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The appeal for the painter of reading and writing women might also relate to his marriage.Catharina Bolnes carne from a higher social class than he did, and she signed documents in an elegant hand. Many have thought the work unfinished because of the plain dark background, and therefore that it might be one of the two paintings accepted by the baker, Van Buijten, from Vermeer's widow to pay the which Vermeer could be said to have essayed the dramatic subtlety characteristic of Ter Borch's pieces and on a grand scale.In its precise rendering of both expression and gesture it challenges comparison even with Rembrandt.An interest in calligraphy may be discerned by comparing her fine penmanship with the "unadorned, workaday signature" of her highborn mother.
A subtle abstraction of forms and color becomes evident.
Recent studies of seventeenth-century attitudes towards young women in domestic service have produced a variety of interpretations as to their role and status: Simon Schama has suggested that maids were 'indisputably regarded as the most dangerous women of all, for they represented the presence of the footloose inside the home.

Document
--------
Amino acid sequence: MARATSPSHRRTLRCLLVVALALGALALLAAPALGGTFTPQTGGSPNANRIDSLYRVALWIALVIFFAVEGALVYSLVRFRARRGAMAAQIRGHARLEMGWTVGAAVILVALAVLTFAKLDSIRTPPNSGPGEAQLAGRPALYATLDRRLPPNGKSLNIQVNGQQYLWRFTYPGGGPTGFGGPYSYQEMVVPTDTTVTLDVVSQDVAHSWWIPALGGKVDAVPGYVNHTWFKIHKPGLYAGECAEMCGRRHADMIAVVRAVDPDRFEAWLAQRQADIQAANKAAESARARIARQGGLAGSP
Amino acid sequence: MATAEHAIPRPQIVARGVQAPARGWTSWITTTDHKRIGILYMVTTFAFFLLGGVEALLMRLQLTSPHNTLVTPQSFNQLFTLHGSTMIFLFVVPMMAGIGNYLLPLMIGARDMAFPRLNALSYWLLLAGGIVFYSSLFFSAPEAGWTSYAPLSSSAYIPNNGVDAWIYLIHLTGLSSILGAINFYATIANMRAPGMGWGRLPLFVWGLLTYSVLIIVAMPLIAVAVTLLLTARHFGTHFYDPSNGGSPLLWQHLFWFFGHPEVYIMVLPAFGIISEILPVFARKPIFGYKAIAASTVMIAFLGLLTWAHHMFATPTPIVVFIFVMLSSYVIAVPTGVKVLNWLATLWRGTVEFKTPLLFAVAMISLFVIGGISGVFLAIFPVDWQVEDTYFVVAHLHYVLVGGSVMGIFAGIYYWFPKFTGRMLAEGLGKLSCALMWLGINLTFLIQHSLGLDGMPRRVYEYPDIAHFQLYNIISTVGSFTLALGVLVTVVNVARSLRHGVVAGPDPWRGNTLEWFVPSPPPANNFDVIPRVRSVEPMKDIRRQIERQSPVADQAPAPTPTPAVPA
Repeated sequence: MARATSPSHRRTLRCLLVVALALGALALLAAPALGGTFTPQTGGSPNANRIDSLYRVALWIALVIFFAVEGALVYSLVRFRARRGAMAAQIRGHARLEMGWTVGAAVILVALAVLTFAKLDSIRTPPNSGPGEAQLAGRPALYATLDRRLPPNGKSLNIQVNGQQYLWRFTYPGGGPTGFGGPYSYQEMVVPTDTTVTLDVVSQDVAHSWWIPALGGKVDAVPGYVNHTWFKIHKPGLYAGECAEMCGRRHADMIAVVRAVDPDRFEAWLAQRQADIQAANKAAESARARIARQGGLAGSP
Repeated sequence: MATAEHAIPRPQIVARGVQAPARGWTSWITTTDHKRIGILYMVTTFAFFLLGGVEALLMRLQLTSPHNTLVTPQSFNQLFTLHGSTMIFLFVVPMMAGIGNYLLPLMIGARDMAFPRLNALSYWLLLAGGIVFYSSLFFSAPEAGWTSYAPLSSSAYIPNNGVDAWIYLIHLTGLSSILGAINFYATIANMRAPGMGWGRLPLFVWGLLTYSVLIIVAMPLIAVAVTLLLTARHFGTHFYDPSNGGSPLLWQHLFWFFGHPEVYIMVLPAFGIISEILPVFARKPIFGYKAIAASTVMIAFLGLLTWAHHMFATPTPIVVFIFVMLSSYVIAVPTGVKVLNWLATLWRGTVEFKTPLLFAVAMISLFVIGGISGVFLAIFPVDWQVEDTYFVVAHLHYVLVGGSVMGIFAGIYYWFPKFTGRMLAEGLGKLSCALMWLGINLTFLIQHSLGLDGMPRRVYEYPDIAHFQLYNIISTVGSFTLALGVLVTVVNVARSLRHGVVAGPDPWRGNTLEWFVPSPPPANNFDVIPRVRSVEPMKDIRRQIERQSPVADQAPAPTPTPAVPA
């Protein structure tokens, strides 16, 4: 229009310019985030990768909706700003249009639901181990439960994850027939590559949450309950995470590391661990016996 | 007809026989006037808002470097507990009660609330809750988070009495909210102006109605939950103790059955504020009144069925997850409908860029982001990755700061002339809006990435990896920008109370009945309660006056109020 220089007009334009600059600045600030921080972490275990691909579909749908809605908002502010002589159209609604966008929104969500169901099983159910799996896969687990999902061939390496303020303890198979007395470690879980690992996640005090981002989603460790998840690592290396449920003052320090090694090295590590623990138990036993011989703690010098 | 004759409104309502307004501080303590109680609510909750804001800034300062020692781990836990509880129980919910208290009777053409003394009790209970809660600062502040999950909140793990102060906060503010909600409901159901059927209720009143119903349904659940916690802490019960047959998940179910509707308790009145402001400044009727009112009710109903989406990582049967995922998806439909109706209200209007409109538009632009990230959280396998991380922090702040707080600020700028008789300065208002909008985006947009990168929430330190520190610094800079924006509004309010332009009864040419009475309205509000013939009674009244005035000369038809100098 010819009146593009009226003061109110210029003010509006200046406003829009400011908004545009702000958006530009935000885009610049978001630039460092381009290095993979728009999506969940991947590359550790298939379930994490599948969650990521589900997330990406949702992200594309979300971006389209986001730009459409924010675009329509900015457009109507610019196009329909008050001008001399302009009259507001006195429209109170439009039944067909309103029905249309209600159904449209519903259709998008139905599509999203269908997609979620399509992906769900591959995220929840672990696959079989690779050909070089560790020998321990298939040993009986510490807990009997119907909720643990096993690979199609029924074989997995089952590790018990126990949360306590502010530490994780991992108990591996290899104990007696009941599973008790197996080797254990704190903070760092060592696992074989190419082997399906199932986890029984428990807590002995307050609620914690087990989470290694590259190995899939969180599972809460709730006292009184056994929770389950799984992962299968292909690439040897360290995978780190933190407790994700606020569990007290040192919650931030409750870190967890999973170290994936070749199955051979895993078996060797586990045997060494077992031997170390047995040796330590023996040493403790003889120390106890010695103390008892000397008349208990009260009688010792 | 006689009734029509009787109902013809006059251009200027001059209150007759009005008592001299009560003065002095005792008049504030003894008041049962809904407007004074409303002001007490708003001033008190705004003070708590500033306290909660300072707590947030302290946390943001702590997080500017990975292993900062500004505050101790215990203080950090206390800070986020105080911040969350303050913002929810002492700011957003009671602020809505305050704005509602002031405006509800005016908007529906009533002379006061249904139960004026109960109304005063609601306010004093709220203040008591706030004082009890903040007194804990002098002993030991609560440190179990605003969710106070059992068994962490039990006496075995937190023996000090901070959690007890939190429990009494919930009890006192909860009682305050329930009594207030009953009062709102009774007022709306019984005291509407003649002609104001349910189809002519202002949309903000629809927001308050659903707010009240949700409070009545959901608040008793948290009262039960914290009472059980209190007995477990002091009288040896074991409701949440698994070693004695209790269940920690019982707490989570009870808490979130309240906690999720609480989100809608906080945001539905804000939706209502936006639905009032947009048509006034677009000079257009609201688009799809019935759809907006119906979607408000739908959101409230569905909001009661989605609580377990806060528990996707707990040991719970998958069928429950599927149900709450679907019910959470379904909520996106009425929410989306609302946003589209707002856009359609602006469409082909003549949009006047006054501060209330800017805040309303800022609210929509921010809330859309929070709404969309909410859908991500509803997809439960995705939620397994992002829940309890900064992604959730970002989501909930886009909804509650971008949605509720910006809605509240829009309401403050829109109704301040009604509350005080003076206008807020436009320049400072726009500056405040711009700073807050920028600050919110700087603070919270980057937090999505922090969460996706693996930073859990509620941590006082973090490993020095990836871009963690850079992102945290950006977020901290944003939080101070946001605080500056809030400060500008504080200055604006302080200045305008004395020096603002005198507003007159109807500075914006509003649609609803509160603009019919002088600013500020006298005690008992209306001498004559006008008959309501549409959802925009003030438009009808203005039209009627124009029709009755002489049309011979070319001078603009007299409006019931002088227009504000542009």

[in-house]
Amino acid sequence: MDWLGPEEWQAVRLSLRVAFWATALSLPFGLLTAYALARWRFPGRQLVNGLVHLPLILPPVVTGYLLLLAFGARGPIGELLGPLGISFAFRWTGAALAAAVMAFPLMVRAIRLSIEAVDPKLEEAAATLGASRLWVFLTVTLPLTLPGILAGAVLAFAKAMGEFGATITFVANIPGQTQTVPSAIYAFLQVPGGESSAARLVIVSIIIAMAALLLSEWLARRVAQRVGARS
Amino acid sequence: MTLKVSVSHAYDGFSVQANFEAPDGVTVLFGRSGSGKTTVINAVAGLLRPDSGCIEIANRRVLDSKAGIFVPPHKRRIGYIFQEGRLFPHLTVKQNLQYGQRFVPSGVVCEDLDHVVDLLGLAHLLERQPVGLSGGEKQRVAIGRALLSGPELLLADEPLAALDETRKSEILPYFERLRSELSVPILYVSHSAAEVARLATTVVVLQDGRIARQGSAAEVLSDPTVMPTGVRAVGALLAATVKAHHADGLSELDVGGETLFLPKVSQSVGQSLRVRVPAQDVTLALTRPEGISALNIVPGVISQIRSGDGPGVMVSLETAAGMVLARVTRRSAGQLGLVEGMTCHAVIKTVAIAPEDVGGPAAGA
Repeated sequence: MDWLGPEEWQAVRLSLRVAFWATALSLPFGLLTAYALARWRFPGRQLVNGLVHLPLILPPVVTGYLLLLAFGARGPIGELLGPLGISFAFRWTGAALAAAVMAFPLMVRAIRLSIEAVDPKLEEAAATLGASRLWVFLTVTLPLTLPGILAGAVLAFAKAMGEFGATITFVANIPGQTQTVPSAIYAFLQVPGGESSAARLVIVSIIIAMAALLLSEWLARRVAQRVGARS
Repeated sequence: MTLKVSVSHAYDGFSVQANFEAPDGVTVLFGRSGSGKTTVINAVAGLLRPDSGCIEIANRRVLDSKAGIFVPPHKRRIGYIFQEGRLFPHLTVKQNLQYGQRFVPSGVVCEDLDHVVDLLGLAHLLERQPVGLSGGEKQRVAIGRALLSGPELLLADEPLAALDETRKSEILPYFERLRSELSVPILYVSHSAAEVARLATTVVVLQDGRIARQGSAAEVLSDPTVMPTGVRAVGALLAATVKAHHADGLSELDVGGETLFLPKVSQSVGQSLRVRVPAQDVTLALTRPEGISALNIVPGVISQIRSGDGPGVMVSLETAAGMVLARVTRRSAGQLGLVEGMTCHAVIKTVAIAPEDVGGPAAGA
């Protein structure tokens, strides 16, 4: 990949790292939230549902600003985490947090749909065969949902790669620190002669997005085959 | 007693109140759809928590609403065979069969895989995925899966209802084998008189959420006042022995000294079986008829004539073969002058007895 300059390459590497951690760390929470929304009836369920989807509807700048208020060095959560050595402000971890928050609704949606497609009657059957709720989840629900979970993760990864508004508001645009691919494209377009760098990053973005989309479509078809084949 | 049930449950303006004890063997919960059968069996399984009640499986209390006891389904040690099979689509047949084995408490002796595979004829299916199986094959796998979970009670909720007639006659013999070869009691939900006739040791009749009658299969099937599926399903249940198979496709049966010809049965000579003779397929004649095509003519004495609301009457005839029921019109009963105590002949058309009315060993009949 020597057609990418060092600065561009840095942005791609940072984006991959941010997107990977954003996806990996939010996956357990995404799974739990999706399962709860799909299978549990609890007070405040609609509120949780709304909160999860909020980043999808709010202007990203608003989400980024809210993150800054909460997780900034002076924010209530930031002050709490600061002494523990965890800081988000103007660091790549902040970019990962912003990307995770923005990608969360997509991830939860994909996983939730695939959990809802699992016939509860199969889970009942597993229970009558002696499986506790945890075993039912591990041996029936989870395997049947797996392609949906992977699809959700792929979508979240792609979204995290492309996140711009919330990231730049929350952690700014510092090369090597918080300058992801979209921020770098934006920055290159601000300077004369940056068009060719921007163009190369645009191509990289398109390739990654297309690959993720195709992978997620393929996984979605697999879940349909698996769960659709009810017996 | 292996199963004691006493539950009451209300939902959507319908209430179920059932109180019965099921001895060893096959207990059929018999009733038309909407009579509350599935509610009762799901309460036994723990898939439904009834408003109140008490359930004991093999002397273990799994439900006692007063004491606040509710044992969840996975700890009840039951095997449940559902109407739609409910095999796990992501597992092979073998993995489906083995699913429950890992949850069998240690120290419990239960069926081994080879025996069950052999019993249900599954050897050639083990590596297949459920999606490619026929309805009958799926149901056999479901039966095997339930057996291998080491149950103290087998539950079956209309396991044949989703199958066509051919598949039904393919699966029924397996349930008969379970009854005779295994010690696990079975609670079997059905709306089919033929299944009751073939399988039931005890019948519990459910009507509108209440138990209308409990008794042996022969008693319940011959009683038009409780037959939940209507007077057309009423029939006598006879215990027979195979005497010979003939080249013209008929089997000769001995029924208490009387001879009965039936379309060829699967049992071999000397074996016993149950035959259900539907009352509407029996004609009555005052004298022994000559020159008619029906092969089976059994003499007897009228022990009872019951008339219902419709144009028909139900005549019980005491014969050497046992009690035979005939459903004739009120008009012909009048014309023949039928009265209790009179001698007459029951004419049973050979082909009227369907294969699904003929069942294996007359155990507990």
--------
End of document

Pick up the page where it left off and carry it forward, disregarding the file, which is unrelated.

Unmarried but nubile, entrusted with the essential domestic work (but notoriously untrustworthy), they were thought of as a kind of surreptitious fifth column for worldliness, stationed in the heart of the conjugal home'.
Typically in Dutch art, maids were represented in genre painting, a context that stresses their subservient role within the hierarchy of a bourgeois household.
In emblematic and popular literature of the day, they are often cast as a threat to the honour and security of the home, the centre of Dutch life and the focus of so much Dutch art.
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In the , he explored a different set of dynamics: a focus on implied movement.